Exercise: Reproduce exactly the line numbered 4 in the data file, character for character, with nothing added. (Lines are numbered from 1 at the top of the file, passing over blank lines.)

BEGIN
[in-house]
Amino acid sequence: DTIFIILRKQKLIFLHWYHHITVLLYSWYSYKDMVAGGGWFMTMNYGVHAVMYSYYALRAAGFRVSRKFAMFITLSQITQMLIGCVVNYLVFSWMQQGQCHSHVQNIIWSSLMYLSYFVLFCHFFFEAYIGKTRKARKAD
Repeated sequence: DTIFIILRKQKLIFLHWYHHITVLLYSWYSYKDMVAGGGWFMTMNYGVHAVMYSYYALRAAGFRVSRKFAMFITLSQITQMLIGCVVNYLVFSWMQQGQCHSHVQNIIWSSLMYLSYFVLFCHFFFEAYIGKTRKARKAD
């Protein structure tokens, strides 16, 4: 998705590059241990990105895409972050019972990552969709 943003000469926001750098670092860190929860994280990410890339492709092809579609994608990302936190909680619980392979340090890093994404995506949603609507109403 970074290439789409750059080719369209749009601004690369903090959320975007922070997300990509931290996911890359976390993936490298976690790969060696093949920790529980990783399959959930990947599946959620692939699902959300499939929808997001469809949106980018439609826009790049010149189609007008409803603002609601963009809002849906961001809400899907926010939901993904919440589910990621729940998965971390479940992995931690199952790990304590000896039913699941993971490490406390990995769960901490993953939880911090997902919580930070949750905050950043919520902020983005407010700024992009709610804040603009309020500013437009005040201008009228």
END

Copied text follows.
């Protein structure tokens, strides 16, 4: 998705590059241990990105895409972050019972990552969709 943003000469926001750098670092860190929860994280990410890339492709092809579609994608990302936190909680619980392979340090890093994404995506949603609507109403 970074290439789409750059080719369209749009601004690369903090959320975007922070997300990509931290996911890359976390993936490298976690790969060696093949920790529980990783399959959930990947599946959620692939699902959300499939929808997001469809949106980018439609826009790049010149189609007008409803603002609601963009809002849906961001809400899907926010939901993904919440589910990621729940998965971390479940992995931690199952790990304590000896039913699941993971490490406390990995769960901490993953939880911090997902919580930070949750905050950043919520902020983005407010700024992009709610804040603009309020500013437009005040201008009228």